Put That Turkey Carcass To Good Use With This Gut-Healing Bone Broth Recipe

Put That Turkey Carcass To Good Use With This Easy Bone Broth Recipe

The potatoes have been mashed, the gravy has been poured, and the turkey has been gobble-gobbled down. But what the heck do you do with the giant turkey carcass sitting in your kitchen? After you've changed into your stretchy pants and taken a quick post-Thanksgiving nap, why not turn that carcass into a gut-healing bone broth? Soothe your bloated belly with this easy turkey bone broth recipe. Talk about killing two recipes with one bird!

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While bone broth is more typically made with beef or chicken bones, you can reap all the same benefits using your turkey. And after that big Thanksgiving meal, you'll want to reap those benefits, which include gut restoration, immune-system reset, and body-composition, shift especially after a time of distress. The abundance of nutrients in bone broth, like amino acids, will aid in gut rehab and provide a metabolic boost.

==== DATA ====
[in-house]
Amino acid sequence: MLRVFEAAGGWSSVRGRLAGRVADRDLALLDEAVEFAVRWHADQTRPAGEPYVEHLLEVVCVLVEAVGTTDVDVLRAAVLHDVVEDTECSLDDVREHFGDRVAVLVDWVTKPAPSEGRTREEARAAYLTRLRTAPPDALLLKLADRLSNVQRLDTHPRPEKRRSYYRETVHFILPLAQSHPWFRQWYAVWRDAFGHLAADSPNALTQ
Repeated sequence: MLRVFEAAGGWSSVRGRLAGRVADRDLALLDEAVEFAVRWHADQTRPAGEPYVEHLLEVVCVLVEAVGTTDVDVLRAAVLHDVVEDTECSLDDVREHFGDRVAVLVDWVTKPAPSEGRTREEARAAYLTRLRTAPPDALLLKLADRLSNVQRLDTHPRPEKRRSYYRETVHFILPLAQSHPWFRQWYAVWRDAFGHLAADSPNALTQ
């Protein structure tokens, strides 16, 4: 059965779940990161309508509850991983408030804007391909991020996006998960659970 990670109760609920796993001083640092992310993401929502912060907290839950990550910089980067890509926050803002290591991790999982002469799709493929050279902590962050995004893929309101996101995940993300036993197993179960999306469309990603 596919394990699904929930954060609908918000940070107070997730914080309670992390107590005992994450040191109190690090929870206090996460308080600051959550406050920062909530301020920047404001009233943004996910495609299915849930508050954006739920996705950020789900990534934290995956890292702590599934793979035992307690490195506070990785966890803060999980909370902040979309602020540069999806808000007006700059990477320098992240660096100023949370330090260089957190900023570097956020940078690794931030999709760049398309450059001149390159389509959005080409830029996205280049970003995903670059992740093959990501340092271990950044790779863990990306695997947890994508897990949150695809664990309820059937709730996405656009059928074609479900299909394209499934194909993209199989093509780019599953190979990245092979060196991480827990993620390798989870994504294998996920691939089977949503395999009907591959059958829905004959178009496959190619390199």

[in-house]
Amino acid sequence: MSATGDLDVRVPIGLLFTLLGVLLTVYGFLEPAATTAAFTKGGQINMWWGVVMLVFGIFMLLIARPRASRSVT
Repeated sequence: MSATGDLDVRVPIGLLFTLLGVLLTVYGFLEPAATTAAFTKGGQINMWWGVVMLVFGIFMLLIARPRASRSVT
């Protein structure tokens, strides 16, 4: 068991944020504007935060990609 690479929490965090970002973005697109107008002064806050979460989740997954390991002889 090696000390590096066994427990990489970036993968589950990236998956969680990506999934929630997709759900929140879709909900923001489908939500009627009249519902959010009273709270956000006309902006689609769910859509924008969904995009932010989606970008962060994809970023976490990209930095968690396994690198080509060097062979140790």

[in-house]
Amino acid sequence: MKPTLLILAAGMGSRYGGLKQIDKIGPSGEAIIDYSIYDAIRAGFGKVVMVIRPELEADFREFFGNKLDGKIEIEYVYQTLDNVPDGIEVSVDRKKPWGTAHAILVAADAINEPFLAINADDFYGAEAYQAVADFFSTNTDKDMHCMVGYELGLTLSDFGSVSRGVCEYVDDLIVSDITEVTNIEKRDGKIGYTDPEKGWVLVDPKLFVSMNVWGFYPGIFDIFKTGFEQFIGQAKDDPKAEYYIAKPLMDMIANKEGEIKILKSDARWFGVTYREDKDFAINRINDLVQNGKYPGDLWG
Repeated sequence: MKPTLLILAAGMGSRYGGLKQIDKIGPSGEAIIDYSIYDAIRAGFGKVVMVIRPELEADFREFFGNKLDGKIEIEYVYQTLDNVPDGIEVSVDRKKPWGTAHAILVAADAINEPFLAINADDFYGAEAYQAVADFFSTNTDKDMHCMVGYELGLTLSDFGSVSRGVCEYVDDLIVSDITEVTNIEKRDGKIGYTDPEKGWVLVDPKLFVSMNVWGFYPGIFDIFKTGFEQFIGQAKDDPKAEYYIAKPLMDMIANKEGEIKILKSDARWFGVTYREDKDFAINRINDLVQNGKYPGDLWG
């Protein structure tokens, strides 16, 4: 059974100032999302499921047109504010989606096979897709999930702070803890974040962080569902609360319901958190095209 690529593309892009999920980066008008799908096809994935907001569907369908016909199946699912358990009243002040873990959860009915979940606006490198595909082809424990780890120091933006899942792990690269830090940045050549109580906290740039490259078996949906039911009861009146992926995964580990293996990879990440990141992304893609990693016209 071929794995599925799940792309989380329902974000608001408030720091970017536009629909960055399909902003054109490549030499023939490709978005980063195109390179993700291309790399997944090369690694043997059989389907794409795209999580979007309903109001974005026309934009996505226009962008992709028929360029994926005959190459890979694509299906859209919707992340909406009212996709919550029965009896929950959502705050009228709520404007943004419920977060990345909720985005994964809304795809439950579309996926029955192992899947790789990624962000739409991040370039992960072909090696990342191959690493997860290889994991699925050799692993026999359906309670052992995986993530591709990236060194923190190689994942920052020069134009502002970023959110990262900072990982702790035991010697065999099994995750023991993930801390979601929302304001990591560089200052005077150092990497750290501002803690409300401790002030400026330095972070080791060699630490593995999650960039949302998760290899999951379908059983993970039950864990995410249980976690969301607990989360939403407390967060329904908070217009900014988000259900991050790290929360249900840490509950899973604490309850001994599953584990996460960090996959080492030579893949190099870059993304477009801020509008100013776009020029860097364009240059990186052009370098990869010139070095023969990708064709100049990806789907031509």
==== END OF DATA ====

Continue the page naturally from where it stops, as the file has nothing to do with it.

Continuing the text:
Here's an adaption of my bone broth recipe, using turkey:

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Gut Restoring Turkey Bone Broth

Ingredients:

  • 1 turkey carcass
  • 1 bunch fresh rosemary
  • 1 yellow onion with skin, quartered and then chopped in half
  • 1 red onion with skin, quartered and then chopped in half
  • 3 carrots, chopped in 2-3” pieces
  • 1 full celery bunch, keep leaves on, chopped
  • 6-7 cloves garlic, skinned, smashed
  • 1-3 cups vegetable scraps (onion skins, chard stems, carrot tops, etc.)
  • 2 Tbsp raw apple cider vinegar
  • 2 Tbsp Turmeric ground, or fresh and chopped
  • 2-3 bay leaves
  • Water

Method:

  1. Put the carcass into 4-quart pot or slow cooker and pour in liquid from roasting pan.
  2. Cut the onions, carrots and celery into a few large pieces and add to the pot or slow cooker.
  3. Cover all bones and veggies with water and put on stove.
  4. Bring the pot to a boil and then reduce heat to a slow simmer. Add vinegar, turmeric, sea salt, and bay leaves. (Note: If you are using a slow cooker, run on high for 4 hours.)
  5. Let simmer with the lid on until bones are soft and broth is a rich yellow hue, at least 24 hours, but up to 36 hours is great! Do not agitate or stir broth once cooking to allow optimal collagen formation in broth, allowing it to gel. If looking to make a more concentrated stock, remove lid for last 4-6 hours to condense liquid.
  6. Cool slightly and strain the stock into a freezer-safe container if not using within 5 days.
  7. Be sure to leave 1-2 inches room for expansion as it freezes if glass; if plastic, cool completely in fridge in glass first. Discard bones and vegetables.
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